The Eroticism of Fat Men
Byron was “astounded indeed”. He understood just how serious these allegations were in the repressive sexual climate of the day, becoming “dreadfully agitated” and threatening to blow his brains out. A few days later a panicky Augusta wrote to Lady Byron to let her know of “reports abroad of a nature too horrible to repeat… Every other sinks into nothing besides this MOST horrid one”. She quoted Byron as admitting, on the previous evening: “Even to have such a thing said is utter destruction & ruin to a man from which he can never recover.” In a postscript to her sister-in-law she added, “I think you will not misunderstand to what I allude.”
Suspicions of marital sodomy now entered the equation, evidently convincing to Byron’s former patron Lord Holland, who told Hobhouse that Byron had “tried to -” Lady Byron. The possibility of anal intercourse between the Byrons was to paralyse some of Byron’s best known 20th-century biographers. “I fear I cannot complete that sentence,” wrote Harold Nicolson in 1924, while in 1974 Doris Langley Moore ridiculed the idea that Annabella could ever have submitted “responsively to a perversion that was then a felony – and which would still, I fancy, repel any woman of delicacy”.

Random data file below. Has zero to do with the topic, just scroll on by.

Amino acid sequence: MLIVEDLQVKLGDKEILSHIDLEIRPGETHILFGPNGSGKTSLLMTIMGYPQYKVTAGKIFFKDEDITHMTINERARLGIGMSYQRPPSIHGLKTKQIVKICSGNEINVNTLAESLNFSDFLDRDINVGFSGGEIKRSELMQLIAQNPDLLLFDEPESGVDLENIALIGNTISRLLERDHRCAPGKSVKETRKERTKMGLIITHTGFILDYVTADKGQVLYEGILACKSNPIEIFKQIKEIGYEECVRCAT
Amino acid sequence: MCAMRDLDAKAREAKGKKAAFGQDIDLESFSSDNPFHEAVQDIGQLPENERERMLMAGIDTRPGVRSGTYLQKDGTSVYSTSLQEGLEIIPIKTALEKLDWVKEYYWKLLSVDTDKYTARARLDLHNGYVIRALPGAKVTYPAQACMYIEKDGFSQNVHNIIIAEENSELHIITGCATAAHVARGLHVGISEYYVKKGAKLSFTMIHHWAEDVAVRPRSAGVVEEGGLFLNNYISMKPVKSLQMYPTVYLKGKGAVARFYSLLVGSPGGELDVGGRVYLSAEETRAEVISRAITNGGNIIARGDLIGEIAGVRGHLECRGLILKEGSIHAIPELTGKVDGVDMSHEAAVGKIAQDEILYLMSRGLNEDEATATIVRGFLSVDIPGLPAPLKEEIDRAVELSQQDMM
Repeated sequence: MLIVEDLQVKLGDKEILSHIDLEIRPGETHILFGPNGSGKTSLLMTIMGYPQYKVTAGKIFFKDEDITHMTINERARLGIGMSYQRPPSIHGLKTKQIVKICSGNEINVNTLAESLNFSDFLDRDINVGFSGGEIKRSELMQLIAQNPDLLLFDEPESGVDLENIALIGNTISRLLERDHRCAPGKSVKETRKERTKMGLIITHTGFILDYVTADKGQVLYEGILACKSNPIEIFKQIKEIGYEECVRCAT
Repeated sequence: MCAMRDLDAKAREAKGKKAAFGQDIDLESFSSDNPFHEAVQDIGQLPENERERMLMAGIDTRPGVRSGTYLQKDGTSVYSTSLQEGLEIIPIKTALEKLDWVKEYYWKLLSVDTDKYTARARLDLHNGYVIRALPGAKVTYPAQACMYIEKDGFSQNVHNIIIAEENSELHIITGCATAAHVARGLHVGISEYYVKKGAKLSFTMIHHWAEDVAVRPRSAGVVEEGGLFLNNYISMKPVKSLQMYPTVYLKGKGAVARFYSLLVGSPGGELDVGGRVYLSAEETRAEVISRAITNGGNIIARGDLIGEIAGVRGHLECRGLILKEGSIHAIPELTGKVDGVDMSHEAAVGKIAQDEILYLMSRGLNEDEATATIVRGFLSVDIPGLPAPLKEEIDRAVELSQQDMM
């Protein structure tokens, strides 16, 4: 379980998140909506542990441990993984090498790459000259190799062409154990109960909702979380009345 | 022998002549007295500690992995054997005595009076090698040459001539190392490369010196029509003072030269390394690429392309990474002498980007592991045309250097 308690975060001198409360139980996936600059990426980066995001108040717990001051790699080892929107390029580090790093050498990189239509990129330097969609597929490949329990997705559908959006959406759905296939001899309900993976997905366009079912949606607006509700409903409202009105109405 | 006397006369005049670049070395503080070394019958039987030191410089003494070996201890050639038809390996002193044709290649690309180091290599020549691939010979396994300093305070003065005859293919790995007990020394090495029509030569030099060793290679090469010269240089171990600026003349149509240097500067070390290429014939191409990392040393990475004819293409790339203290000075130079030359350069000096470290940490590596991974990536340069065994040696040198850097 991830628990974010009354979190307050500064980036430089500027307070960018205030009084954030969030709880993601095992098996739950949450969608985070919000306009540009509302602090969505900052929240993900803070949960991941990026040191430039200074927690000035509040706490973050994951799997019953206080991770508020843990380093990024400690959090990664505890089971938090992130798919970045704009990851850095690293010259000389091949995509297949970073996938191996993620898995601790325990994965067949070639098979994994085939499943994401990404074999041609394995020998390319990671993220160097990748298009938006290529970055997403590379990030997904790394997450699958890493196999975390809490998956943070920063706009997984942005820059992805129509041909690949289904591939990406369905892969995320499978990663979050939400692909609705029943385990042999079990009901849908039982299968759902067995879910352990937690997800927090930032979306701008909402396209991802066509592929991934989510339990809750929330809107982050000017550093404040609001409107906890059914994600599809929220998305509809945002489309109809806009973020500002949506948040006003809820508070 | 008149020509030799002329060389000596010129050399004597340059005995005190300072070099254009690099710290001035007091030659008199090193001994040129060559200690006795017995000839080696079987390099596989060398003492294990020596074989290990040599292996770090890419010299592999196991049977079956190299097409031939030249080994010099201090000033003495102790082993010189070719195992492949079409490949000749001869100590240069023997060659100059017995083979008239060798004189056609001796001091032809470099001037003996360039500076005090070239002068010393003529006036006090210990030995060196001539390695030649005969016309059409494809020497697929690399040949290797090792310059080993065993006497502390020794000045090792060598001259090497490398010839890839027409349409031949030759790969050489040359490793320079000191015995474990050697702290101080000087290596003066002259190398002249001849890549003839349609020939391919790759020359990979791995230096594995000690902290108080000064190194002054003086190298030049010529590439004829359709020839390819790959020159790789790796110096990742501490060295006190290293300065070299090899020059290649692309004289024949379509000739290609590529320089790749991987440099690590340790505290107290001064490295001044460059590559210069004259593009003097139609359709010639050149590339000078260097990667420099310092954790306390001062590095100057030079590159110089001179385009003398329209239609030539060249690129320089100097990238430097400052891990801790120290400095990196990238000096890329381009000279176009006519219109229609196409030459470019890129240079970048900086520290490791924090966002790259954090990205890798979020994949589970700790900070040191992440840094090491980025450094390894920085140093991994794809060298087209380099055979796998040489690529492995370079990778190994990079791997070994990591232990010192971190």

Guardian, Saturday 9 November 2002